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Improbable Worlds’ dream of revolutionising gaming is fading

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Nostos, a video game where players roam a vast “open world”, was launched in December 2019 as a vindication of the cutting-edge technology developed by one of Britain’s brightest prospects: Improbable Worlds.

Improbable, co-founded by 32-year-old Herman Narula, the son of a billionaire construction magnate, hailed the game as a showcase of what developers could do with its software. But 15 months after launch, Nostos has been cancelled.

Nostos is the latest in a string of scrapped games built with Improbable’s SpatialOS software, raising questions about a technology that won a $500m investment from SoftBank in 2017, then the biggest ever investment into a UK start-up.

Improbable’s original goal was to help video games developers build vast online worlds where thousands of players could interact and see their actions persist after they logged off.

Narula also had grander ambitions to apply these huge simulations across government, academia and business that he said could make Improbable a global tech giant akin to Google or Alibaba. “We are building something like The Matrix,” he said in 2017.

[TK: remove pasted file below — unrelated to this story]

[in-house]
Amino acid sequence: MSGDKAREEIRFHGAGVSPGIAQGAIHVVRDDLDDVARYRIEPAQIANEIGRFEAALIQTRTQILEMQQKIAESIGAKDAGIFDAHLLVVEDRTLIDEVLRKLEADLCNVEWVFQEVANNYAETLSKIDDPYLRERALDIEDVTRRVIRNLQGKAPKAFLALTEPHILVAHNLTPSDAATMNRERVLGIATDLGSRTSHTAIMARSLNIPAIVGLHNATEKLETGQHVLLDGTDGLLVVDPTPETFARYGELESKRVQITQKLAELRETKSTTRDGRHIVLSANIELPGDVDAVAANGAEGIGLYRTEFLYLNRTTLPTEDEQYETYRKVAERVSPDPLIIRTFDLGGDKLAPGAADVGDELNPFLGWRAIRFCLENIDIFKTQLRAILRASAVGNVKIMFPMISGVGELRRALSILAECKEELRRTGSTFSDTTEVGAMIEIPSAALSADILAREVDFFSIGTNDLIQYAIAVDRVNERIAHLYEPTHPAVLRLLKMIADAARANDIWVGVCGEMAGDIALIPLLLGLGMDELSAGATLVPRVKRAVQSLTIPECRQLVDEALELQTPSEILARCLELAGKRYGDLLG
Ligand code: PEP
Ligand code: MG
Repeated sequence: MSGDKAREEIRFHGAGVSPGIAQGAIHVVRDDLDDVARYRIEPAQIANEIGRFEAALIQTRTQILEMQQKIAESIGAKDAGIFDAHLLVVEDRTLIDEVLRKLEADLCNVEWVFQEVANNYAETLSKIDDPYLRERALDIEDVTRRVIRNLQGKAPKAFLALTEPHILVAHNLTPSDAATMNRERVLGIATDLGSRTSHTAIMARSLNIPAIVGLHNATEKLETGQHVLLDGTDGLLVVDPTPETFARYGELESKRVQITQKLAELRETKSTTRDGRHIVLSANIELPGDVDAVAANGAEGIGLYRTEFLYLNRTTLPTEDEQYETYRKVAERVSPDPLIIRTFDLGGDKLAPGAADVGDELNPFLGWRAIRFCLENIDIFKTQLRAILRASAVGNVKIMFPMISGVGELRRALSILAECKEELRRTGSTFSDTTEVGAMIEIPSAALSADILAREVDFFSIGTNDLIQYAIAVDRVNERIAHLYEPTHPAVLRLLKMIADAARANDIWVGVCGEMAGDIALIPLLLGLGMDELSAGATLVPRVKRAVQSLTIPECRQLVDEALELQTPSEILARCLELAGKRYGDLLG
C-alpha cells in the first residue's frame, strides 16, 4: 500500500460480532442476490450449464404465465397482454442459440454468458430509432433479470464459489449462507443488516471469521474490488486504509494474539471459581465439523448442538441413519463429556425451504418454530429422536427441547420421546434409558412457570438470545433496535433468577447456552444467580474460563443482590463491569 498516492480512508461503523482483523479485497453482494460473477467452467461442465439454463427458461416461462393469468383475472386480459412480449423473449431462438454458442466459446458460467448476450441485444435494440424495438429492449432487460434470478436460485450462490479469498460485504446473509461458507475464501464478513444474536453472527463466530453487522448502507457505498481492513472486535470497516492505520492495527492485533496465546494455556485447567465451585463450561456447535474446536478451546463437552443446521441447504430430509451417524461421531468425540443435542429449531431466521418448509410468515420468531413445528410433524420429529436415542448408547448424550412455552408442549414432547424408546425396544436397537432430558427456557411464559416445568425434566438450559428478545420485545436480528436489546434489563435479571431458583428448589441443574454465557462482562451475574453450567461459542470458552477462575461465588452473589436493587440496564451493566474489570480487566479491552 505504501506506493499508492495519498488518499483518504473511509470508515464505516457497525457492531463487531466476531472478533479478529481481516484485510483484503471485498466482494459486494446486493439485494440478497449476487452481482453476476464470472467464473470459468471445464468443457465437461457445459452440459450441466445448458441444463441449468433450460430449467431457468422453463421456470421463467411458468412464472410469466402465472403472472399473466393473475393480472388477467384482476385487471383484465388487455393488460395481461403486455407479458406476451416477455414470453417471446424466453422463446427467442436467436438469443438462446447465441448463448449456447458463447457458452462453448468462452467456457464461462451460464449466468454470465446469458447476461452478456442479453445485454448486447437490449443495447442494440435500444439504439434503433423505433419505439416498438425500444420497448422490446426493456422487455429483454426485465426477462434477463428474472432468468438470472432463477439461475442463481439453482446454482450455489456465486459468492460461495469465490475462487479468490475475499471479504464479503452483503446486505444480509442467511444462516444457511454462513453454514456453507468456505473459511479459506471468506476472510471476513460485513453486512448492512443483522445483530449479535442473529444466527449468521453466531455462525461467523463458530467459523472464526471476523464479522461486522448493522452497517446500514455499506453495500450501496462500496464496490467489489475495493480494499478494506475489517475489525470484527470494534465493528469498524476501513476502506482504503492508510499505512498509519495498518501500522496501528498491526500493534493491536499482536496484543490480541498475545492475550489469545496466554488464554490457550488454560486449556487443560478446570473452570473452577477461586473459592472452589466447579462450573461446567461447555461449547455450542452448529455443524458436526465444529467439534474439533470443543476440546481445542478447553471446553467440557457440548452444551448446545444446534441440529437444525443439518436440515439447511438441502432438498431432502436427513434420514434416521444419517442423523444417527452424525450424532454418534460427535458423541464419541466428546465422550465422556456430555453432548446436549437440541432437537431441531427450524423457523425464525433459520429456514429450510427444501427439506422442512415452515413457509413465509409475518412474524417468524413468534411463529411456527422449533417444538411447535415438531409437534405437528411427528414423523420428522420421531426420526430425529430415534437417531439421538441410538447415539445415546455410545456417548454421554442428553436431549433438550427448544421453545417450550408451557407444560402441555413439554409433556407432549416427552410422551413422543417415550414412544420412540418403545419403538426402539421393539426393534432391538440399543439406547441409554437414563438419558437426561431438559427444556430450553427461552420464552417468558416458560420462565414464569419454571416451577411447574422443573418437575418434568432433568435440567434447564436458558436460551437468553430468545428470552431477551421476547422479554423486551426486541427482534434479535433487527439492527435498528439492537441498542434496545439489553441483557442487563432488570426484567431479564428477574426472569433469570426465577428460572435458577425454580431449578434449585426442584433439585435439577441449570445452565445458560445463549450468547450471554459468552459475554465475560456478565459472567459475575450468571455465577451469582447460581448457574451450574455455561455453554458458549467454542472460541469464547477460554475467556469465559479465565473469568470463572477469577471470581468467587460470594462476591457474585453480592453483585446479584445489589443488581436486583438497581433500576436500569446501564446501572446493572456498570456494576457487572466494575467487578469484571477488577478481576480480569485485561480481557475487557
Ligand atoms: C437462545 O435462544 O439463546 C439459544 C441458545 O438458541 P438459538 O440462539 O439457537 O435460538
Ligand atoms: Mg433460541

Since the SoftBank round, Improbable has struggled to generate organic gaming revenues while losing half a dozen executives, according to their LinkedIn profiles. It has incurred losses of at least £144m, though the 800-employee start-up still has plenty of funding, according to its latest accounts.

Nostos, by the Chinese gaming giant NetEase — which bought $100m of Improbable shares at a $2bn valuation in 2018 including from shareholders such as Narula — had been the only SpatialOS game active this year.

After the Financial Times contacted NetEase querying the lack of recent updates for the game, the Chinese company announced this month that Nostos would be taken offline in June citing “changes in business development”.

Twenty games developers, former Improbable employees and other people with knowledge of the company pointed to the difficulties some developers have faced in using its technology.

Improbable’s efforts to secure a hit SpatialOS game have left Narula with an unimpressive record to-date, in the view of one industry veteran.

“He wants to change how games are made, but he hasn’t really made any games,” said Hilmar Veigar Petursson, chief executive of CCP Games, the maker of Eve Online, the space-based role-playing game.

Improbable said it had “invested and focused on growth” and that its forthcoming 2020 accounts would show “further growth”. It added that its vision of building virtual worlds “remains unchanged” and that today its technology was a “high-performance, scaling networking solution for a wide range of game types”.